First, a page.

Packet Header: Every VITA 49 packet shall have a header with the following format, shown in Figure 3.
Figure 3: VITA 49 Packet Header
The following are applicable to Per Vices version of VITA 49 32-bit Packet Header:
Table 1: Per Vices VITA 49 Packet Header Word Format & Meaning
Word Value of Bits What does this mean? Packet Type 0000 or 0001 Signal Data without Stream Identifier or Signal Data Packet with Stream Identifier C 0 Does not include the Class Identifier field Indicators (0 or 1)01 Bit 26= Trailer, Bit 25= Not VITA 49 Packet Indicator, Bit 24= Signal Spectrum/Signal Time Data Packet TSI 00 No Integer-seconds Timestamp field included TSF 00 or 11 None or Free Running Count Timestamp Packet Count Varying This increases by one every packet Packet Size Varying This 16-bit field indicates the total number of 32-bit words present in VITA 49 packet, including header, payload, and optional fields
Stream Identifier: This is a 32-bit number assigned to a VITA 49 Packet Stream. Each packet in the VRT Packet Stream contains the Stream ID for that Packet Stream.
Fractional Timestamp: This conveys the Reference Point Time to a high resolution, Per Vices only uses “Free-Running Count” Timestamp. This means that it is zero when it starts and counts by 1 after every sample.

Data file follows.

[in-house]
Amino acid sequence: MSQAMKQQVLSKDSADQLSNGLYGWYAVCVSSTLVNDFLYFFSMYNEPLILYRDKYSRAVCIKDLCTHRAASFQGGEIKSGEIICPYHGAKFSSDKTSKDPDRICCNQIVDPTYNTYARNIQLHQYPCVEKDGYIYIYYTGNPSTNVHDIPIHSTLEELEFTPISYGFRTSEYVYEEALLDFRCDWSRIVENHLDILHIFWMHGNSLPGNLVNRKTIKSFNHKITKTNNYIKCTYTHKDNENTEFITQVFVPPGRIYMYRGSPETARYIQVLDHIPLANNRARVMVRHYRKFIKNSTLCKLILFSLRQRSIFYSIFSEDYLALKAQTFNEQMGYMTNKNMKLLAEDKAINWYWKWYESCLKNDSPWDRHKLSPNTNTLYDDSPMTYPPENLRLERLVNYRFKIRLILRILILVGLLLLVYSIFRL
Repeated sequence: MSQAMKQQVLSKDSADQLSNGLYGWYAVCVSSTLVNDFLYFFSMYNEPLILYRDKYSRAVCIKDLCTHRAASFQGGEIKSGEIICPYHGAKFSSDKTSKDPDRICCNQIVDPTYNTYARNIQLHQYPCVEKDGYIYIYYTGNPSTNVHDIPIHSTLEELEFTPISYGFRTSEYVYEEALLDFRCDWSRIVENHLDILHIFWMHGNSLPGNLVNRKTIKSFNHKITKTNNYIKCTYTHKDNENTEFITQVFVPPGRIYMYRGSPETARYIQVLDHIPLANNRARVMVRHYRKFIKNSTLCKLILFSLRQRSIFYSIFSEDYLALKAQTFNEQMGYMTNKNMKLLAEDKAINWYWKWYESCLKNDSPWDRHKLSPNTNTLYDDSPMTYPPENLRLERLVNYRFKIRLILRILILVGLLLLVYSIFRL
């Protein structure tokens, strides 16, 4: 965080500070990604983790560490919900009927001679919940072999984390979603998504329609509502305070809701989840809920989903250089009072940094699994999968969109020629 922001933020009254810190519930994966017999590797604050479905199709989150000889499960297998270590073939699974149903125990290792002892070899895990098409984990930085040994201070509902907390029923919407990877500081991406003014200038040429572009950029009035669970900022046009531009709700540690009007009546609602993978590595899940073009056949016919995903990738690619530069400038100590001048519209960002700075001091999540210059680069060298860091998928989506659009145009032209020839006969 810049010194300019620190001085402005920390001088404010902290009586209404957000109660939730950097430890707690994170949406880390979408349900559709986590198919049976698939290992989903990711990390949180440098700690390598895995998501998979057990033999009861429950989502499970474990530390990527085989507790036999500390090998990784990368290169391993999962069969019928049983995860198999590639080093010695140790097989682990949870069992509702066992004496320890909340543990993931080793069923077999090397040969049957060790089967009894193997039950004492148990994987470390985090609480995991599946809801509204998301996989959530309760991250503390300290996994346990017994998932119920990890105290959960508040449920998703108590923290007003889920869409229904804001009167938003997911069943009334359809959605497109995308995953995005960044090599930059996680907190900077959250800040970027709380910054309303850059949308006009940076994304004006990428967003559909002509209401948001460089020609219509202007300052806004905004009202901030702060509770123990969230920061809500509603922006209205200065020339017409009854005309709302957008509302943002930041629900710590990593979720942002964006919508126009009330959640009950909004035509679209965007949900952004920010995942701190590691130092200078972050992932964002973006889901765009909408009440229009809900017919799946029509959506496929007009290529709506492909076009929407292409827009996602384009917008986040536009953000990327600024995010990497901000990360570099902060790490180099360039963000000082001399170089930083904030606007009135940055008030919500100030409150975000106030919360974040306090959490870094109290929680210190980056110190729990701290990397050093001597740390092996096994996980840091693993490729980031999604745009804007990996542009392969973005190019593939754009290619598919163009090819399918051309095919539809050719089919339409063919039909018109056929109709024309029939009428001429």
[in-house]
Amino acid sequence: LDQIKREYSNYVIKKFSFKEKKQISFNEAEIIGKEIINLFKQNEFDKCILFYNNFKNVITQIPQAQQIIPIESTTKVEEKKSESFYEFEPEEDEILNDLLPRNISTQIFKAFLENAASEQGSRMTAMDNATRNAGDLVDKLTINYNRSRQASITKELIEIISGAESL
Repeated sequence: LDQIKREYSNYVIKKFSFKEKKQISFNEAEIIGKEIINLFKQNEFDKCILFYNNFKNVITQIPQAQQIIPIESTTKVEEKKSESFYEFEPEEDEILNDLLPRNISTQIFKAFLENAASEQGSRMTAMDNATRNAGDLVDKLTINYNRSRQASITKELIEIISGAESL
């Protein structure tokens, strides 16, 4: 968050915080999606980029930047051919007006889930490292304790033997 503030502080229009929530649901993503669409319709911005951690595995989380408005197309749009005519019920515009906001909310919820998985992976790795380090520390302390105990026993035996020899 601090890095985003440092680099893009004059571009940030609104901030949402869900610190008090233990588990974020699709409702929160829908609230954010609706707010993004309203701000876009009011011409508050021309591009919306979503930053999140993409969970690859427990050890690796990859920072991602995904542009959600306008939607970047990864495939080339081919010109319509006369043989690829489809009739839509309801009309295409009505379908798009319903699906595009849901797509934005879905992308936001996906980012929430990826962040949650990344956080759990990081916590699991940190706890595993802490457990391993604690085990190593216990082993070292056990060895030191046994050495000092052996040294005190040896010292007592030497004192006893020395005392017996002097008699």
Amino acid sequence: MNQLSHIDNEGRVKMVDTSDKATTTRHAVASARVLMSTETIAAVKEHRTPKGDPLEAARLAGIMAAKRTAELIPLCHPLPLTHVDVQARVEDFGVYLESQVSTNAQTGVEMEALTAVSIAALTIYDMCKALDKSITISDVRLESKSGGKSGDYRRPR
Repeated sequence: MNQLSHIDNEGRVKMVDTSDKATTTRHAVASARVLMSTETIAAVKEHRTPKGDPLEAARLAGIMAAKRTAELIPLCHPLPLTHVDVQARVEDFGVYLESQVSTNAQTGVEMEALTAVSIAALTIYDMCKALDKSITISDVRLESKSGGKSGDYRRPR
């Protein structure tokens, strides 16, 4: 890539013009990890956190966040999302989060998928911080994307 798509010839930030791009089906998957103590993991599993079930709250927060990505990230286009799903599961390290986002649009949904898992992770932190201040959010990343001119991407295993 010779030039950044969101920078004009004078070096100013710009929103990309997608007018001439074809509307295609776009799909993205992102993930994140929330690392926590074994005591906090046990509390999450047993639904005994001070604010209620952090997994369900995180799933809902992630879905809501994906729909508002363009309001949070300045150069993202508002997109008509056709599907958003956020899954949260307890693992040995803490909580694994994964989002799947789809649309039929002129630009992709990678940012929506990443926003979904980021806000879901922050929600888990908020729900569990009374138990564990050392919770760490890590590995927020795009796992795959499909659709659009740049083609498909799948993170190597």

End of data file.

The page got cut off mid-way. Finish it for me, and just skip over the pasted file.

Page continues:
Packet Specific Payload: The data being sent or received.
Trailer: Currently only applicable to Rx, but all bits are zero.
VITA 49 Payload (IQ Pair Data)
Crimson TNG and Cyan use complex, signed, 32-bit integers to communicate data over the SFP+ ports.
Data are transmitted in IQ pairs. Each IQ pair is 32 bits, with the I and Q components represented by two 16 bit signed integers. The specific format is represented in Table 2. To read this data inside GNU radio, you can use a flow chart similar to that shown in Figure 7.1.
Table 2: IQ Pair Data structure
Figure 4: Sample GNU Radio data sink, visualizing waterfall data.
2.2. Tx VITA 49 Signal Data Packet Implementation
Multi-channel Tx Sample Capture
You can download a pcapng capture of 10 Tx packets which were captured using wireshark, and are analyzed below to better illustrate everything in section 2.1., and particularly Table 1: VITA 49 Packet Format.
Figure 9: Capture of 10 Frames from Crimson TNG Tx using Wireshark
As can be seen in Figure 10 below, where frame 1 was selected, the various layers consisting of the Ethernet, IP, UDP and VITA 49 protocols are decoded. The bits assigned for each protocol agree with what is said in section 2.1., in terms of how VITA 49 Header, IQ data and trailer are in the Application layer, which is then encapsulated in the Transport, Internet and Link layer.
Figure 10: Encapsulation Layers of Crimson TNG Tx Frame using Wireshark
2.3. Rx VITA 49 Signal Data Packet Implementation